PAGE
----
Building Better Schools

Christel House Academy's grade falls from A to F

PHOTO: Scott Elliott
Christel House Academy blamed last year's big drop in ISTEP scores on online testing glitches. This year, it's passing rates jumped back up.

Christel House Academy, the charter school that earned an A in 2012 only after former state Superintendent Tony Bennett’s lieutenants made changes to the grading formula, was given an F on Friday for 2013.

But officials from the school, which some accused of receiving special treatment last year, said it’s this year’s F grade that they can prove is unfair. Their appeal, which was denied, should have resulted in a grade change, school officials said.

In fact, Christel House’s CEO Carey Dahncke said the school’s grade called into question new state Superintendent Glenda Ritz’s assertion that testing errors last May had minimal effect on student scores or school grades. Dahncke said the school’s own analysis showed 90 percent of Christel House students who passed state tests last year but failed this year were also among those who were kicked offline during testing.

“That was the common element,” he said. “It is due to the testing disruptions.”

After months of problems, the Indiana State Board of Education Friday issued A to F grades for all schools more than seven weeks later than last year. The delay had become a point of contention between Ritz and the state board, escalating political tensions that had been building over questions of who guides education policy in Indiana.

But the protracted discussion and internal vetting of ISTEP test results and the new grades did not erase questions about whether the grades are valid.

In May, about 80,000 of the roughly 500,000 students who took ISTEP experienced problems taking the test online. In some cases, the test froze or response time lagged. Some students had to repeatedly log back in.

Over the summer the state hired an outside evaluator to verify the validity of the scores. His report found just 1,400 student tests were invalid, causing virtually no impact on school and district results, state officials said.

Still, it’s not just Christel House that is concerned that their grades were impacted by the testing problems, despite the education department’s assurances.

“That was a pretty widespread thought,” said Todd Bess, executive director of the Indiana Association of School Principals. “Whether that manifested itself into actual grade changes. That’s a good question.”

Ritz’s spokesman, Daniel Altman, said all appeals were carefully considered, including Christel House.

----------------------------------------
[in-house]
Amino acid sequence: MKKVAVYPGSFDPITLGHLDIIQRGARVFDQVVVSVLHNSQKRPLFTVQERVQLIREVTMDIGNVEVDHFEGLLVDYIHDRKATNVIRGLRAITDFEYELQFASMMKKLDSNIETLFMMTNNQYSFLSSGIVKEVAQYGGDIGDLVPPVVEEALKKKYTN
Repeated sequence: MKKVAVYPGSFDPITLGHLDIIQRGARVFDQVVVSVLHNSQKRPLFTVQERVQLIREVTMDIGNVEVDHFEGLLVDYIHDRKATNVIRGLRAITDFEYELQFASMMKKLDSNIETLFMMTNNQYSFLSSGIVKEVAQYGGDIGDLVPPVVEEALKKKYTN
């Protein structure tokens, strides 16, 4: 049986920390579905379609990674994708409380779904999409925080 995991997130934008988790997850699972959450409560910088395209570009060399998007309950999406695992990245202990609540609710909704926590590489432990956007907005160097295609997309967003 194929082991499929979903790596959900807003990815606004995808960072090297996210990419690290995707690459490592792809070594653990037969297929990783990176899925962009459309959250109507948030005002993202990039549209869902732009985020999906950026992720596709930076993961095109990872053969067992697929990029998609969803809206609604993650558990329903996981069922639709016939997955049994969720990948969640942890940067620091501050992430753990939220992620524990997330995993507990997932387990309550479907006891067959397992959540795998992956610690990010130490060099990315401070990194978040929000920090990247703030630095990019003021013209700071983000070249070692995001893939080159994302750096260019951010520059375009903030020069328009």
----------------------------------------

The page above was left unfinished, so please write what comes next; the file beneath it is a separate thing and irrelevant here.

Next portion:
“They went through the exact same process as every other school,” he said.

But Christel House, which has earned A grades since 2006, saw 40 percent of its 679 test takers affected by glitches, school officials said. At several grade levels, it was those same kids who failed the test and contributed to a slide in the school’s passing rates.

Last year 81 percent of Christel House students passed both English and math on ISTEP, about 10 points above the state average. This year, the passing rate for the school dropped to 71 percent.

Some examples from Christel House’s internal review:

  • Last year 95 percent of third graders passed the state’s third grade reading test. In fourth grade this year, just 61 percent passed the English test. All of the 15 students who passed at third grade but failed in fourth grade had a testing disruption.
  • In seventh grade, the passing rate in math fell to 55 percent passing from 91 percent the prior year, when the students were in sixth grade. Again, all 19 students who went from passing to failing faced testing problems.
  • At eighth grade, all eight students who failed in 2013 but passed the prior year experienced ISTEP glitches.

“You’d have to be teaching kids the wrong thing to have that many kids go from passing to failing,” Dahncke said. “None of it adds up.”

So much of Christel House’s test data appeared to be affected by ISTEP problems that it appealed its F grade and asked instead to be given no grade for this year, Dahncke said.

“You can’t calculate a grade with all this bad data,” he said.

Christel House was among about 150 schools that appealed their grades. At Friday’s state board meeting, education department staff said no schools who appealed their grades based on concerns about ISTEP testing problems were approved for a grade change.

The school’s 2012 grade was at the center of a stormy debate over whether Bennett manipulated the A to F formula to help Christel House maintain its A.

News reports last summer revealed emails from the fall of 2012, obtained through public records request, in which Bennett’s staff fretted that Christel House might not receive an A. Research by Bennett’s team led to a proposal to tweak the grading formula in a way that raised grades for Christel House, serving students in grades K to 10, and 11 other schools with unusual grade configurations,. That brought charges from Bennett’s critics that the A was undeserved.

An outside review of Bennett’s formula changes from a pair of consultants hired by Republican legislative leaders later ruled called them “plausible” but declined to explore the motivations of Bennett and his lieutenants.

 

Charter Schools

A new study reveals which NYC charter school networks are outperforming their peers

PHOTO: Creative Commons / Leila Hadd
A KIPP school in the Bronx

All charter schools are not created equal. That’s according to a new study published by Stanford University research group CREDO, which shows some New York City charter school networks are better than others at improving their students’ math and reading test scores relative to surrounding traditional public schools.

The results are part of a broader study released this month that analyzed hundreds of charter schools and networks across 26 states to assess which types of charters are most effective in boosting student learning.